Cordyceps militaris
Scientific classification
Kingdom: Fungi
Division: Ascomycota
Class: Sordariomycetes
Order: Hypocreales
Family: Cordycipitaceae
Genus: Cordyceps
Fr. (1818)
Type species
Cordyceps militaris
(L.) Fr. (1818)

about 400

Cordyceps /ˈkɔːrdəsɛps/ is a genus of ascomycete fungi (sac fungi) that includes about 400 species. All Cordyceps species are endoparasitoids, parasitic mainly on insects and other arthropods (they are thus entomopathogenic fungi); a few are parasitic on other fungi. Until recently, the best known species of the genus was Cordyceps sinensis,[1] first recorded as yartsa gunbu in Nyamnyi Dorje's 15th century Tibetan text An ocean of Aphrodisiacal Qualities.[2] In 2007, nuclear DNA sampling revealed this species to be unrelated to most of the rest of the members of the genus; as a result it was renamed Ophiocordyceps sinensis and placed in a new family, the Ophiocordycipitaceae.

The generic name Cordyceps is derived from the Greek word kordyle, meaning "club", and the Latin stem -ceps, meaning "head". Several species of Cordyceps are considered to be medicinal mushrooms in classical Asian pharmacologies, such as that of traditional Chinese[3][4] and Tibetan medicines.

When a Cordyceps fungus attacks a host, the mycelium invades and eventually replaces the host tissue, while the elongated fruit body (ascocarp) may be cylindrical, branched, or of complex shape. The ascocarp bears many small, flask-shaped perithecia containing asci. These, in turn, contain thread-like ascospores, which usually break into fragments and are presumably infective. Some current and former Cordyceps species are able to affect the behavior of their insect host: Ophiocordyceps unilateralis (formerly Cordyceps unilateralis) causes ants to climb a plant and attach there before they die. This ensures the parasite's environment is at an optimal temperature and humidity, and that maximal distribution of the spores from the fruit body that sprouts out of the dead insect is achieved.[5] Marks have been found on fossilised leaves that suggest this ability to modify the host's behavior evolved more than 48 million years ago.[6]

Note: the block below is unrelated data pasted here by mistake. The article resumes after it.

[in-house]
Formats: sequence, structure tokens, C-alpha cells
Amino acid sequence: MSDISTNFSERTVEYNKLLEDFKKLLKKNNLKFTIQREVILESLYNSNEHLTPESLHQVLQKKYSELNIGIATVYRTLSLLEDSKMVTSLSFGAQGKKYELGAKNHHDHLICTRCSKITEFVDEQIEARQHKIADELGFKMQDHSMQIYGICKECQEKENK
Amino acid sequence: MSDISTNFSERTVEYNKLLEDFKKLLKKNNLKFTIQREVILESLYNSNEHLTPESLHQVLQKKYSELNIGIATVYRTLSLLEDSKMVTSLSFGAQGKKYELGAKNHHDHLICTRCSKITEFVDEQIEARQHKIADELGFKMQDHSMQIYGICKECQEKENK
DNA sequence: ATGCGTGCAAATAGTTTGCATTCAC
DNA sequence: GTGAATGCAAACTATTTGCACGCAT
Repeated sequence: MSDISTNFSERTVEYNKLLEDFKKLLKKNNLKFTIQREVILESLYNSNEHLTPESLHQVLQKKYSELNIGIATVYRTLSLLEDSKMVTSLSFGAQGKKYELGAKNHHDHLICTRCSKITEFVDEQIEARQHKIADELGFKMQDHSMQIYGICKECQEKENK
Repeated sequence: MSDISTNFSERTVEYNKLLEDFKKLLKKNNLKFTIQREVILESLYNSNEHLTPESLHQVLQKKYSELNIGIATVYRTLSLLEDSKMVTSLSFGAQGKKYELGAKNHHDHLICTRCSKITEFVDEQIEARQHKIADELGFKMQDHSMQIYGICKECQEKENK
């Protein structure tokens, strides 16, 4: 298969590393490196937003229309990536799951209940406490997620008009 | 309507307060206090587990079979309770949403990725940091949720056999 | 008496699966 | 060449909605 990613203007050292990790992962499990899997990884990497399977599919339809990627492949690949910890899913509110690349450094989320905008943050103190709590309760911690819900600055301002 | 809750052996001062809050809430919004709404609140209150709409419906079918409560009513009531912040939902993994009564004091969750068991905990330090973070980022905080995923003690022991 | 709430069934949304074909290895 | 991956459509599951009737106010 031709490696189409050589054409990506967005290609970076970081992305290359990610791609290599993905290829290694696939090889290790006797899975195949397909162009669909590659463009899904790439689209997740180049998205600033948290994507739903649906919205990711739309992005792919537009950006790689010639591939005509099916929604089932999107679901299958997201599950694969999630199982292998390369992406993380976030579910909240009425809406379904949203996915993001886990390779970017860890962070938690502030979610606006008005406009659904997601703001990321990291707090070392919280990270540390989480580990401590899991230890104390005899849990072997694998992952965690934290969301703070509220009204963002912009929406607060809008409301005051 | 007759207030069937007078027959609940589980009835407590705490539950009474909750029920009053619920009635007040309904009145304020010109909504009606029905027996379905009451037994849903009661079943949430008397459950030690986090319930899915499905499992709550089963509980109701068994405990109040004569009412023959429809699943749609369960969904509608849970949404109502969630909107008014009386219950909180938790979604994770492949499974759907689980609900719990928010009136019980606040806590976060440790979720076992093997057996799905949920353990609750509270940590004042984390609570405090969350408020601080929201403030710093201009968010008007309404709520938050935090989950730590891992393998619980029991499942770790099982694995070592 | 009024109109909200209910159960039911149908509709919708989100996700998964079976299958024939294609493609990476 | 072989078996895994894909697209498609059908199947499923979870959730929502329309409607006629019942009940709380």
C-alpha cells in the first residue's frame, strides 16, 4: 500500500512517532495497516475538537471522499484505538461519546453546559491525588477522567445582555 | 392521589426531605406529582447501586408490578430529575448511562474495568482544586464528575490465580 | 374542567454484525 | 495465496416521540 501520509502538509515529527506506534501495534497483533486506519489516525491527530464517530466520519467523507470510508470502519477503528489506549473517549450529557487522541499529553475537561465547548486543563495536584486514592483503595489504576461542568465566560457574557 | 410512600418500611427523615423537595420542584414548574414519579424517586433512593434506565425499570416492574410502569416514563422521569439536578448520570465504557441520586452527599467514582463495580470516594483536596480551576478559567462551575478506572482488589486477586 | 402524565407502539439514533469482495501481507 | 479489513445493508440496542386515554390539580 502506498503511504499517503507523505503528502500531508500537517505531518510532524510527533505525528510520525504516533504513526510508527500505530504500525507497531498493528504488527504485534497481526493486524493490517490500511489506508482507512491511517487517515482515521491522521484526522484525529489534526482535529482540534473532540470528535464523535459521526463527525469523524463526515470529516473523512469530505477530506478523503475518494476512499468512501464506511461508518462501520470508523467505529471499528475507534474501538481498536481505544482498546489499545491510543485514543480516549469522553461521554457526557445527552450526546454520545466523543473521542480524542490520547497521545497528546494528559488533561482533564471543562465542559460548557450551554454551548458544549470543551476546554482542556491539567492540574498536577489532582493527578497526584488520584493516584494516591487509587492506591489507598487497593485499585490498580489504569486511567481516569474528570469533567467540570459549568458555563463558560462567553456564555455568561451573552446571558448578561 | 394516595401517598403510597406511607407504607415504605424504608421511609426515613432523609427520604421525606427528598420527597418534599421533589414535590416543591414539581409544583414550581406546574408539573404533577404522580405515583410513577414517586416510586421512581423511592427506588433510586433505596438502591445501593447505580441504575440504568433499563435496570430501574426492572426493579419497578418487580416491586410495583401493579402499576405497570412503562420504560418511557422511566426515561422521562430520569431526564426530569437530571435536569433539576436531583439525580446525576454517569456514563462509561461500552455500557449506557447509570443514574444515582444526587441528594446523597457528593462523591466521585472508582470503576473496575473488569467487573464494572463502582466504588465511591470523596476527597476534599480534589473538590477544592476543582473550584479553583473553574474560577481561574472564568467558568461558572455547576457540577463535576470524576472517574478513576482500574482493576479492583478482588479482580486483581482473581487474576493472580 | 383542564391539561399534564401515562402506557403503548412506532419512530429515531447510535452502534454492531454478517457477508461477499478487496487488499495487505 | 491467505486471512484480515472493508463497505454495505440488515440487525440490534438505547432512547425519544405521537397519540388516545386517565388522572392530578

The genus has a worldwide distribution and most of the approximately 400 species[7] have been described from Asia (notably Nepal, China, Japan, Bhutan, Korea, Vietnam, and Thailand). Cordyceps species are particularly abundant and diverse in humid temperate and tropical forests.

Some Cordyceps species are sources of biochemicals with interesting biological and pharmacological properties,[8] like cordycepin; the anamorph of C. subsessilis (Tolypocladium inflatum) was the source of ciclosporin—an immunosuppressive drug helpful in human organ transplants, as it inhibits rejection.[9] Fingolimod, a sphingolipid used to treat Multiple Sclerosis, is modified myriocin which was isolated from Isaria sinclairii, the anamorph stage of Cordyceps sinclairii.[10]

Potential pharmacology

Cordycepin, a compound isolated from the caterpillar fungus

Cordyceps have a long history of use in traditional medicine. One of the earliest clear records is a Tibetan medical text authored by Zurkhar Nyamnyi Dorje in the 15th century outlining the tonic propensities of Yartsa gunbu (Cordyceps sinensis renamed now to Ophiocordyceps sinensis), especially as an aphrodisiac.[2] Although there are often-repeated claims of thousands of years of use in traditional Chinese medicine, so far no clear textual source has surfaced.